THE INTENDED MEANING OF THE HOLY GHOST IS ALWAYS BUT ONE—THE “LITERAL” SENSE

by | May 17, 2017

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THIS IS SOMETHING I’VE BEEN GOING OVER WITH TOO MANY fellow Christians as of late, soon as they find out I subscribe to God’s revelation of a flat, stationary Earth. Friends. Family. Church goers. They’ll turn their heads slightly sideways and scowl (before the anger sets in), “So, you take the Bible literally?”

Indeed I do. 

As you should too. The issue regarding Flat Earth, I’ve come to find, has an amazing way of drawing the truth out of people, once they’ve come face with it. You know, the secret things hidden on the heart. Idolatry, for one. Where do we put our affection and trust, in this current Beast system or in the unchanging wisdom, revelation, and promises of God? And then there’s pride—as in, we wouldn’t want to be perceived as foolish to those who want nothing of God anyways. Will God lead us astray by adhering to His Word? I think not.

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The other day I mentioned I was reading a book by F. E. Pasche, published in 1915, and titled: “50 Reasons: Copernicus or the Bible?” It’s a good read—a last stand, if you will, against the invasion of the Copernicans in the church. But its publication came too late. The pleas of the prophets would not be heard, and the Copernicans had already replaced the last subscribers of God’s cosmology from the pulpit. This is the church I inherited, the Late Great Planet Earth.

Indoctrination is everywhere. Shows for toddlers on PBS pushes evolution and the globe to no end. I put on a movie for the twins and a planet immediately shows up as the studio logo.

Ira asks, “What’s that—a ball?”

I tell him, “It’s a planet, but that’s just a pretend image. Some people think we live on a ball, but that’s not what the Bible says.”

The only way to read and interpret the Holy Scripture is a literal one, unless we want a heap of a tangled mess, like what we’ve culturally gotten ourselves into. There is no comfort for a Christian who reads the Scriptures in a manifold of possible interpretations, as he must always ask and be in doubt as to which is the intended meaning of the Holy Ghost in any particular passage over the insertion of wicked human desire or wishful thinking. Such is the tragic theology of these days, God’s message is lost in translation. This is what I am told by my church friends and theological associates as a rebuttal to Flat Earth. Sure, the Bible may say that, but come on, God’s message is lost in translation. And yet the commentators of old speak nothing of such tragic loss in God’s ability to connect with the souls and hearts of men. God’s Word has but one meaning, though a deceiver ascribes to Holy Scripture a manifold of them.

So what do we do when the Bible contains well over a hundred verses pertaining to a stationary flat earth within a confined system and not one describing a spinning ball in an infinite vacuum of space? We set the religion of Scientism aside, as Martin Luther urged us to do, put our faith in God’s revelation, and let lower-case “s” science prove the Bible right—in time.

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J. Gerhard said, “The real and original meaning of any passage is the one which the Holy Ghost intended and which is given by the original meaning of the words themselves.” (de interpret., 133.)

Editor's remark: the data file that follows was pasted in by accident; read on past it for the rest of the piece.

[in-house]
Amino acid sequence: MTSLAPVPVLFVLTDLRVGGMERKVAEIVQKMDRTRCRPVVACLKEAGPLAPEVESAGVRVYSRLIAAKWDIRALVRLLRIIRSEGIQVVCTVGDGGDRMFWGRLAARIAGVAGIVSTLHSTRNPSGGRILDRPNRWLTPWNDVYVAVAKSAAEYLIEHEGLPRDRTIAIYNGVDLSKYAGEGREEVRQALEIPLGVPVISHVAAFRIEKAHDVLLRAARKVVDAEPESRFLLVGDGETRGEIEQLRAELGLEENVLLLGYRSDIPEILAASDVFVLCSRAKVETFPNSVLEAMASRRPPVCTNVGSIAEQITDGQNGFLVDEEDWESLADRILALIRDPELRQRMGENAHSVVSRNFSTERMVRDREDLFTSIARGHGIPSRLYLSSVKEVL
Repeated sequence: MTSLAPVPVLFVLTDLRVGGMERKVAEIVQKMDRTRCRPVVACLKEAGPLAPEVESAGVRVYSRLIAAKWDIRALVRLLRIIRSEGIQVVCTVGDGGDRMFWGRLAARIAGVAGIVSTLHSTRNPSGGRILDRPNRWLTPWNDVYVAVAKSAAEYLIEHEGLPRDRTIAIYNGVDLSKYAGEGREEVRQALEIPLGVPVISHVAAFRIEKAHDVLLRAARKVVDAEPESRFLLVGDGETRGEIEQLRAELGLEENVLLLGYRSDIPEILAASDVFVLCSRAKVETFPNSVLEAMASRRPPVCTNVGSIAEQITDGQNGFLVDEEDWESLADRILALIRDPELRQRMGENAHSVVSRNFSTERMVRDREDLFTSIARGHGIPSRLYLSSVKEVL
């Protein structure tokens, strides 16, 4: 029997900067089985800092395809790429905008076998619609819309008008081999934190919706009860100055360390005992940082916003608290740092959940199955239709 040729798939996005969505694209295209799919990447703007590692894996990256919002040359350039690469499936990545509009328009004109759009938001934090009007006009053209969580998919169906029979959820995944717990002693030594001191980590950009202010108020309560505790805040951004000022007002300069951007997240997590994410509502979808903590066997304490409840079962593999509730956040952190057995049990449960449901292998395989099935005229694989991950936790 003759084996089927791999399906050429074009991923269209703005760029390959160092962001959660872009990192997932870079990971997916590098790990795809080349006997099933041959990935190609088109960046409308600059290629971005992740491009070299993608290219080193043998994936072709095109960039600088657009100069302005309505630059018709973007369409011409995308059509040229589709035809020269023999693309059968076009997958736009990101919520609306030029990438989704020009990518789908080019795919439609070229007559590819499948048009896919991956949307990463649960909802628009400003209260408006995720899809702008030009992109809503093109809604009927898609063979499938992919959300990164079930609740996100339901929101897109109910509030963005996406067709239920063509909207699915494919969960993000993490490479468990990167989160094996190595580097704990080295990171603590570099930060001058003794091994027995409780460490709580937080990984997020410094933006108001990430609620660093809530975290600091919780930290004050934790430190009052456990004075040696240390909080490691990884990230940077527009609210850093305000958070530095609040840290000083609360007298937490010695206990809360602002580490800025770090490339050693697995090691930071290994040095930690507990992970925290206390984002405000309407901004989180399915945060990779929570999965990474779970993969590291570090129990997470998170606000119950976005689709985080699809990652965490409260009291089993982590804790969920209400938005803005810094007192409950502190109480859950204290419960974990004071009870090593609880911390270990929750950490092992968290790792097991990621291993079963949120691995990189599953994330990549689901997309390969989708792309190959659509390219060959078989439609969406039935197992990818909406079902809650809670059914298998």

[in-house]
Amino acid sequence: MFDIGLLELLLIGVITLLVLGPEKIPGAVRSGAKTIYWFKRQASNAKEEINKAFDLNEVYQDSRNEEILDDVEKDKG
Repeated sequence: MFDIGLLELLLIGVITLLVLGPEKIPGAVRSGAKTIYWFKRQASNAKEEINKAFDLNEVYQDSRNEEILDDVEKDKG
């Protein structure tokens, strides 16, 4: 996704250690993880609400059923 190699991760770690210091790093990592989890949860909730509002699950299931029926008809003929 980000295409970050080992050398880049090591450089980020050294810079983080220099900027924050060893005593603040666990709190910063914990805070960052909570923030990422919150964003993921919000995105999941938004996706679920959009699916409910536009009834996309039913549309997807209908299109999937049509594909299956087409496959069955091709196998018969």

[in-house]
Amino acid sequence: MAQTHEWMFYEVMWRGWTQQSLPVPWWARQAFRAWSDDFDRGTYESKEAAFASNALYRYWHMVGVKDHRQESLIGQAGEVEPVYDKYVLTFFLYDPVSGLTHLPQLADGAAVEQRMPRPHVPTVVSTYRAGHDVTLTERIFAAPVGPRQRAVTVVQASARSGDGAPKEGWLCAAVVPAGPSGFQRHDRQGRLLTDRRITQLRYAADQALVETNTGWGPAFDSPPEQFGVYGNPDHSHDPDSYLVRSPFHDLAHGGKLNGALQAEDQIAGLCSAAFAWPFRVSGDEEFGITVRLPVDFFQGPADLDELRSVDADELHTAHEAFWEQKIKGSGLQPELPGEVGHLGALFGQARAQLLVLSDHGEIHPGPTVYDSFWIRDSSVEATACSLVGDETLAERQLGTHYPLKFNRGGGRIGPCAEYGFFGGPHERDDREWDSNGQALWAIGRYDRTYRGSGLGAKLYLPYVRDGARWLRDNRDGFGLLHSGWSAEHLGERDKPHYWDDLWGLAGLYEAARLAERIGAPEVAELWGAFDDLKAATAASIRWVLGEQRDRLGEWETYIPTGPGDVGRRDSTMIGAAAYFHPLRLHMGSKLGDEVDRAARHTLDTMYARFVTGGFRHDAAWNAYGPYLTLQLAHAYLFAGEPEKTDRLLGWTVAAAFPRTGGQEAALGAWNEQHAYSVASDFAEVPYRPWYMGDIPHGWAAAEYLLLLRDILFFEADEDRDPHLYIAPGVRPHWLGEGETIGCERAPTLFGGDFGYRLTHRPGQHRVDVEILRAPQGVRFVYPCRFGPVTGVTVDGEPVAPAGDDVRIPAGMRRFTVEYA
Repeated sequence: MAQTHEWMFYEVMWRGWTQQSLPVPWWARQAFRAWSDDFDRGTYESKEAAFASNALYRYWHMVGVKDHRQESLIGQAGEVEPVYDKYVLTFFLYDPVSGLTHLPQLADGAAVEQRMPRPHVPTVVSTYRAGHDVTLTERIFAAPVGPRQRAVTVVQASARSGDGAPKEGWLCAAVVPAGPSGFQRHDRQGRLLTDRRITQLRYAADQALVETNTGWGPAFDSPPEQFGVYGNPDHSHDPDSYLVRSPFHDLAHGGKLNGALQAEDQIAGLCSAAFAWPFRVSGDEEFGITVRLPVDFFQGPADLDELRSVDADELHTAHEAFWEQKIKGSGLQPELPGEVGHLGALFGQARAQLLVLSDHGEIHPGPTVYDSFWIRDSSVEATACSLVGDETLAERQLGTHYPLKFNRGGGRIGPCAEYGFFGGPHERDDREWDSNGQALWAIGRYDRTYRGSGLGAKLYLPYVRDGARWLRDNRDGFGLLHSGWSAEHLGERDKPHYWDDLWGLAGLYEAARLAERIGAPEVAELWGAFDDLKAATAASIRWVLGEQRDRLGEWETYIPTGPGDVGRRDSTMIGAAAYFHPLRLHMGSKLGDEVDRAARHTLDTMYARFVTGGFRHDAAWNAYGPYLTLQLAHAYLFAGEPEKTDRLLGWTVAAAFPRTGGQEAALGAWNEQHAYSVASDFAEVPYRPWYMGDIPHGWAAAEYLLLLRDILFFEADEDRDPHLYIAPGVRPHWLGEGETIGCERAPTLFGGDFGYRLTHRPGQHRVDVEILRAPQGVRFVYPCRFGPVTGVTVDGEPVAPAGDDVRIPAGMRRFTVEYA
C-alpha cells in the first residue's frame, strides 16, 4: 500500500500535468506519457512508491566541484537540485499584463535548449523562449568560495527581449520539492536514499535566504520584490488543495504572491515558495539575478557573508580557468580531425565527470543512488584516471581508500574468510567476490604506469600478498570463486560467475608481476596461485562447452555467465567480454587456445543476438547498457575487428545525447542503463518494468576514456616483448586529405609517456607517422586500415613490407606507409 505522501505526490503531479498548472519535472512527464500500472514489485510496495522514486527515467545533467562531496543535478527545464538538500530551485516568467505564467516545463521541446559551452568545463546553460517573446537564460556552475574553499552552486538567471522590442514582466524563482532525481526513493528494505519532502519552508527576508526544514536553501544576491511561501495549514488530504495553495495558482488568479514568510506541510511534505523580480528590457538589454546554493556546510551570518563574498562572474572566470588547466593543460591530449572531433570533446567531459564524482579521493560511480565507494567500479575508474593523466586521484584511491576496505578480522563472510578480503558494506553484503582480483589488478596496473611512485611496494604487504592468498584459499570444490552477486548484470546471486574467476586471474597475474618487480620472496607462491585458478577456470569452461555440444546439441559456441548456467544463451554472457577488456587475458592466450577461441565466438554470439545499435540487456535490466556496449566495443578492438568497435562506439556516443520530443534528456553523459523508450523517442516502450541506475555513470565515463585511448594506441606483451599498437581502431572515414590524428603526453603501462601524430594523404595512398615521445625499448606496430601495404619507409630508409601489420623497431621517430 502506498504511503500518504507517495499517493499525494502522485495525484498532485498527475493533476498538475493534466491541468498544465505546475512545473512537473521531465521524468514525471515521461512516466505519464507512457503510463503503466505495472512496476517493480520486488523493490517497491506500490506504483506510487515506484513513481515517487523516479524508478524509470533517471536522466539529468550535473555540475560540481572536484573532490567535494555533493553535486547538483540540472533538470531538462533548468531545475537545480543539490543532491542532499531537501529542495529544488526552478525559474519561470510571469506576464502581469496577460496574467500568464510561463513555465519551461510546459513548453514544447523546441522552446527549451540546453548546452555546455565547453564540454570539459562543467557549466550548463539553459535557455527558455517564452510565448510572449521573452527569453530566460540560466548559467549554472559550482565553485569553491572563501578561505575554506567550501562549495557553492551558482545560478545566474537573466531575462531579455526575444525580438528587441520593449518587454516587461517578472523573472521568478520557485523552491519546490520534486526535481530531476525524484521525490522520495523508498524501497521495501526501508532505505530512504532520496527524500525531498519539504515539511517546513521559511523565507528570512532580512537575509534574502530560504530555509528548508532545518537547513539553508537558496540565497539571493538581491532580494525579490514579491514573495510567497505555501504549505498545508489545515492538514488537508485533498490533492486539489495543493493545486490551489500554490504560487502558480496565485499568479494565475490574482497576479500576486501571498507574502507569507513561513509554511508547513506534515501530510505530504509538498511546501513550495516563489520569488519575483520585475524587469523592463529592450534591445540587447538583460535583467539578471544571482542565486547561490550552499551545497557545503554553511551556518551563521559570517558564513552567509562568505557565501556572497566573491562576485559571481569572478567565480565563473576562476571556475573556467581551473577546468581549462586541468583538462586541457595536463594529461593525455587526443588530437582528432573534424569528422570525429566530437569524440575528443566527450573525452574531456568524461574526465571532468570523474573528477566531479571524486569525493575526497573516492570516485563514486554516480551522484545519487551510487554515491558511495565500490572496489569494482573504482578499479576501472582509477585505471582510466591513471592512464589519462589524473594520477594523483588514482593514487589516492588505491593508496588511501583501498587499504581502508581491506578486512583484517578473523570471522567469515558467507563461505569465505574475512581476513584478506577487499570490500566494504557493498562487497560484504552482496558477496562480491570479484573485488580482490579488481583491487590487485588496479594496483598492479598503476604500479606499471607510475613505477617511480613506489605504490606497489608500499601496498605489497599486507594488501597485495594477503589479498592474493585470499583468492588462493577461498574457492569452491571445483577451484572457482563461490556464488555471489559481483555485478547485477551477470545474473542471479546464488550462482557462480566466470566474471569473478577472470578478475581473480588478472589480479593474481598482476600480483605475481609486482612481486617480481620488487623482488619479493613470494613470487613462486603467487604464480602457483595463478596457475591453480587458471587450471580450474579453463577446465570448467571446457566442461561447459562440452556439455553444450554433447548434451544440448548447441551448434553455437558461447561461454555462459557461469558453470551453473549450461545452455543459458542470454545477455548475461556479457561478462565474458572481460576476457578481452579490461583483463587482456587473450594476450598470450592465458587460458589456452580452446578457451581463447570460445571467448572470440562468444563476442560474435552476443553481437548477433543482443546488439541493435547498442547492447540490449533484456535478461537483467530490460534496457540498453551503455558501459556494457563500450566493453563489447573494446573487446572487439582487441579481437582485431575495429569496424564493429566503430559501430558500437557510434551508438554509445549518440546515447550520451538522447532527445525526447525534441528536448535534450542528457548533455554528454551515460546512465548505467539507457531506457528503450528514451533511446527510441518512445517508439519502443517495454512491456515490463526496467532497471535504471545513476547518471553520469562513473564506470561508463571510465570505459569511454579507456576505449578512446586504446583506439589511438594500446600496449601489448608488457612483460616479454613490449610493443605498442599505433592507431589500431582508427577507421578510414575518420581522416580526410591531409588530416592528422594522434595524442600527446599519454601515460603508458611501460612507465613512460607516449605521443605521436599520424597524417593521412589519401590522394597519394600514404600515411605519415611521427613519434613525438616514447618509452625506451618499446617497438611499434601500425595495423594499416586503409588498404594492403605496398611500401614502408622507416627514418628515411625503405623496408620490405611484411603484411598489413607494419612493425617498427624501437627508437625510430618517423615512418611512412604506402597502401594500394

August Pfeiffer, a 17th century Lutheran theologian, wrote, “The literal sense of every passage is only one. Were there more literal meanings of a passage, the Holy Scriptures would be altogether dark; for to mean not one only, is equal to mean nothing certain. What is spoken in a manifold sense, is ambiguous. But to say this of Holy Scripture, is wrong.” (Thesaur. hermen., cap. III p.140.)

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The statutes of the Lord are right, rejoicing the heart: the commandment of the Lord is pure, enlightening the eyes.

The fear of the Lord is clean, enduring for ever: the judgments of the Lord are true and righteous altogether.

Psalm 19: 8-9

Dr. Graebner added, “Nor is the meaning of those words a variable quantity. The signification of these signs was determined when the signs were given by inspiration of God, and while these signs are what they are, the signification is the same today and will be the same forever. Of two or more different interpretations all may be wrong, but one only can be right, and what the text is thereby understood to say is true, being what God would have us know and hold, because thus saith the Lord.” (Fundamentals of Interpretation, Quarterly, 1897, p. 434.)

I have no agenda on this subject of Flat Earth—not one, except to hold up that Reformers banner of old. SOLA SCRIPTURA. God’s Word alone. I’m not selling any books or merchandise on the side. I’m not passing the offering plate around or extending an extra chorus or two of Amazing Grace to encourage a second passing of the plate. It’s my reputation being drug through the mud. My hopes of ever being taken seriously in the academic and literate world, let alone the church, is likely forever gone. I’ve done all of this, and will continue my exploits among the bruises of my adversaries ego, so that God’s name might be honored in this apostate generation.

The Earth is stationary, unshakable, fixed on pillars, inside a solid firmament, waters above and below, with a breadth that is immeasurable, and all of this is the LORD’s footstool. The Bible tells me so.

“But we have a more sure word.” 2 Peter 1:19

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Maranatha from Kennebunkport!

Noel

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